I think this will ultimately dilute the value of HTTPS as we know it, and can only hope that it will lead to the adoption of better alternatives.
However, in the announcement Cloudflare did say:
" Later today we'll be publishing a blog with instructions on how to do that at no cost. Once you've installed a certificate on your web server, you can enable the Full or Strict SSL modes which encrypt origin traffic and provide a higher level of security."
So this gives me a lot of hope that end to end encryption will proliferate.
What I dont understand is how they will be doing this at no cost. It looks like the certificates being issued automatically are to "xxxxxx.cloudflare.com", and not to the origin domain. Perhaps to get Full SSL you will have to enroll via Cloudflare's website to get a separate SSL that is for your site. This could then be verified the traditional way for Domain Validation certs.
Globalsign and Comodo seem to be the two providers for this.
The same way that they're doing the first-mile encryption at no cost, by partnering with a CA that will sign certificates for free. StartSSL (http://www.startssl.com/) has been signing certs at no cost for years.
The marginal cost for a CA to sign an additional cert is negligible, particularly when there's no customer support involved (i.e. Cloudflare customers won't be calling Comodo or Globalsign's support numbers).
> It looks like the certificates being issued automatically are to "xxxxxx.cloudflare.com", and not to the origin domain.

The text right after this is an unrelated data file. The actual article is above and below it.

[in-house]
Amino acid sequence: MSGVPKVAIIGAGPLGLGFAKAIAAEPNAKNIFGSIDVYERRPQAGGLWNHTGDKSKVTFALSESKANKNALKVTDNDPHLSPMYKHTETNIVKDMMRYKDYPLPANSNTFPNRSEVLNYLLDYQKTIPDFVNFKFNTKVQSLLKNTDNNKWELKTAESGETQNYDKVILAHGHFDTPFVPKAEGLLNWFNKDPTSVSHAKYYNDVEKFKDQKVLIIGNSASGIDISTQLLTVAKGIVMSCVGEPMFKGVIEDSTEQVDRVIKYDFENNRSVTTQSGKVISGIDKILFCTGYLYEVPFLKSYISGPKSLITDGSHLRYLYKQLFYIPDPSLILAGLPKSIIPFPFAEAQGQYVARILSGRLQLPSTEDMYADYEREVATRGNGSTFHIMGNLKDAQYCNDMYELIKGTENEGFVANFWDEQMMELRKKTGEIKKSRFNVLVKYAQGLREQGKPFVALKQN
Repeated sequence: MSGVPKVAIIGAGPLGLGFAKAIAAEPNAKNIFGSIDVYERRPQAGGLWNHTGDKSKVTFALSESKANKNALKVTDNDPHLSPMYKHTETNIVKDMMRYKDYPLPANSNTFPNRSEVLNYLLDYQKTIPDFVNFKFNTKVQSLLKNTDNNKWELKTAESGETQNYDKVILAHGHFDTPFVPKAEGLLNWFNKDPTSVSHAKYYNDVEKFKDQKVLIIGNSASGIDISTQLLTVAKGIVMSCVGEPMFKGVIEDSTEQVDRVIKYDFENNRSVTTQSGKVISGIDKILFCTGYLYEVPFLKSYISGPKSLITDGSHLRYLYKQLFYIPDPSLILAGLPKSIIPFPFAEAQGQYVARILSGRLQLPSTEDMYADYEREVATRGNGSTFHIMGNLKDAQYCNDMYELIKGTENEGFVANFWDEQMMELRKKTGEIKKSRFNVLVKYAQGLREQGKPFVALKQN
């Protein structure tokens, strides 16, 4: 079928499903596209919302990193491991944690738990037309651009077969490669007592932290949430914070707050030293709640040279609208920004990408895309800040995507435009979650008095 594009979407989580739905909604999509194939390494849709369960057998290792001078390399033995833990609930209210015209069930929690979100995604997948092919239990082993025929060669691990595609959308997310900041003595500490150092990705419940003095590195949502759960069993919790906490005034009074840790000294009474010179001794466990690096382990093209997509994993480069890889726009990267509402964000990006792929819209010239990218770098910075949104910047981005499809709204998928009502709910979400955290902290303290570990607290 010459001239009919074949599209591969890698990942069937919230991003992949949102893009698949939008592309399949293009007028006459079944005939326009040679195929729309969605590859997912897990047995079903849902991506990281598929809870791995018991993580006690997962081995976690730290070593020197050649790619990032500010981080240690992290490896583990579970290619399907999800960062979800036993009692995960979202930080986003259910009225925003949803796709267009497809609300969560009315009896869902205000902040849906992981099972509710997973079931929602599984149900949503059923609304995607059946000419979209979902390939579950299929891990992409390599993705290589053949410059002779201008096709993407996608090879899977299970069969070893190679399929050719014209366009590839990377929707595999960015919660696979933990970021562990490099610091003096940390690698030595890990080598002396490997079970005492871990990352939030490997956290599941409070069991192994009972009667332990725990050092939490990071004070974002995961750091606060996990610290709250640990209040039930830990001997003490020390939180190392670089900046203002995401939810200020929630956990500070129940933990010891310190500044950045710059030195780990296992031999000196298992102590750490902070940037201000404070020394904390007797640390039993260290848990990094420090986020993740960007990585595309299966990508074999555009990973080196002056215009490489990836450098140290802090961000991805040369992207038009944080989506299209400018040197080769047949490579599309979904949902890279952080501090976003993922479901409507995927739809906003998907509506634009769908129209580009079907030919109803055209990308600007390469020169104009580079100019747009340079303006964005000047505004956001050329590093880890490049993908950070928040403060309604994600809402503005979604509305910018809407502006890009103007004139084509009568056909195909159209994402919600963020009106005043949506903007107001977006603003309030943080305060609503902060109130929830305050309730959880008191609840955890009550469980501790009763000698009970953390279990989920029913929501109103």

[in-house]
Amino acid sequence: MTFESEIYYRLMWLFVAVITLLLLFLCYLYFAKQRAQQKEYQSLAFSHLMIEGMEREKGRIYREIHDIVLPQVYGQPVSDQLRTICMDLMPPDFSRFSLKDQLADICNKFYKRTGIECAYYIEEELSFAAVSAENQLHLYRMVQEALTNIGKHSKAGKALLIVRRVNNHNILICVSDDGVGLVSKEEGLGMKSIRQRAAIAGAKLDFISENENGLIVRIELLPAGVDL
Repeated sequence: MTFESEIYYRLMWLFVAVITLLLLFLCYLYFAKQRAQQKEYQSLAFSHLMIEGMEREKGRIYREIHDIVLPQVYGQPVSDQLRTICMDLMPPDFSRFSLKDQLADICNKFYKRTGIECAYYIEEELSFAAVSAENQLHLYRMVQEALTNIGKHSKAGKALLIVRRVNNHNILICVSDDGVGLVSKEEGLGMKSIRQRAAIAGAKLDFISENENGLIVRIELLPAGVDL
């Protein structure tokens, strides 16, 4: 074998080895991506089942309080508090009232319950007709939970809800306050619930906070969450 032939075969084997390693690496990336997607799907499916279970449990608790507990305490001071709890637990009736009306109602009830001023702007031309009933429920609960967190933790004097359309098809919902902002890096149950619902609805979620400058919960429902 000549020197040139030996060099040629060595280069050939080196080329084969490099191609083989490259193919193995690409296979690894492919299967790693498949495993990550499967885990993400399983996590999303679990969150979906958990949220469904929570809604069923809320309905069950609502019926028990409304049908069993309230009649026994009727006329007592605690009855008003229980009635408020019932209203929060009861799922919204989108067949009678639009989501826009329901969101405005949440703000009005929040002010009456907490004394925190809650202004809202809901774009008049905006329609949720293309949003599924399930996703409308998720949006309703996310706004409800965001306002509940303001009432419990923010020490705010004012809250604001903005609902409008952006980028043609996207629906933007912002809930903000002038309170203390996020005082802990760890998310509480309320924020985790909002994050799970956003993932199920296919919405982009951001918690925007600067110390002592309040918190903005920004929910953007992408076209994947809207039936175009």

Not having one in front of me, I can't say for sure, but they have to sign the cert for the origin domain or the browser wouldn't give you a padlock when you went to the origin domain. Certs may contain extended Subject Alternative Name fields that include other hostnames for which the cert should be considered valid. I'm guessing they're using something like this to add the origin domain alongside the xxxx.cloudflare.com domains. This is traditionally how you can have a single cert which works for both the root domain as well as the "www" version of the same (i.e. yourdomain.com and www.yourdomain.com use the exact same cert).
Correct and under this scheme you wouldnt have a HTTPS connection with the origin site by default. The automatic configuration of Universal SSL is their "Flexible SSL" set up, where Cloudflare communicates with the origin server unsecured, but the connection between the client and Cloudflare is secured via a generic SSL issued to a subdomain at Cloudflare specific to each user account/domain.